Speaking to NBC’s Meet the Press on Sunday, Pat Toomey of Pennsylvania became the second Republican senator to say the president had committed impeachable offences and should “resign and go away as soon as possible”.
Toomey did not call for Cruz and Hawley to quit, though he said they were “going to have a lot of soul searching to do and the problem is they were complicit in the big lie, this lie that Donald Trump won the election in a landslide and it was all stolen.
“They compounded that with this notion that somehow this could all be reversed in the final moments of the congressional proceedings. So that’s, that’s going to be, that’s going to haunt them for a very long time.”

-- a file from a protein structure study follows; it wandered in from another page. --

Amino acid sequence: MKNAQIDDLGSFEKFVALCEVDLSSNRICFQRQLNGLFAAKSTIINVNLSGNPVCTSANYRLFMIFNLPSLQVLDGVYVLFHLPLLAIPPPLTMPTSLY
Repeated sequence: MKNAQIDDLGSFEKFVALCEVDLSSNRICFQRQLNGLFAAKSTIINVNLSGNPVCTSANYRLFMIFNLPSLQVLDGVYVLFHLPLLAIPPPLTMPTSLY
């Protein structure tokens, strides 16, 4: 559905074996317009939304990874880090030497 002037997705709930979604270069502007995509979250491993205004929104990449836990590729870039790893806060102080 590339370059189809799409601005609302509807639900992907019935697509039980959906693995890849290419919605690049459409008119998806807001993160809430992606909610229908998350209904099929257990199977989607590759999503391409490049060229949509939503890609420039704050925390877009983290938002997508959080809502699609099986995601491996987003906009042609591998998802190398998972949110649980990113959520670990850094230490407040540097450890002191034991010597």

And that was that:
Democrats piled on. On Saturday, Sherrod Brown, a Democratic senator from Ohio, called for Cruz and Hawley’s “immediate resignations and said they had “betrayed their oaths of office and abetted a violent insurrection on our democracy”.
“If they do not resign,” he added, “the Senate must expel them.”
Patty Murray of Washington, Chris Coons of Delaware and Tina Smith of Minnesota were among other Democrats to call for Cruz and Hawley to go.
On Sunday Joe Manchin of West Virginia told CNN: “Whether they should resign or not, I don’t know, but how can they live with themselves knowing that people have died because of their words and actions?”
They can, somehow, but Robert Reich sees this:
Call me old-fashioned, but when the president of the United States encourages armed insurgents to breach the Capitol and threaten the physical safety of Congress, in order to remain in power, I call it an attempted coup…
That the attempted coup failed shouldn’t blind us to its significance or the stain it has left on America. Nor to the importance of holding those responsible fully accountable.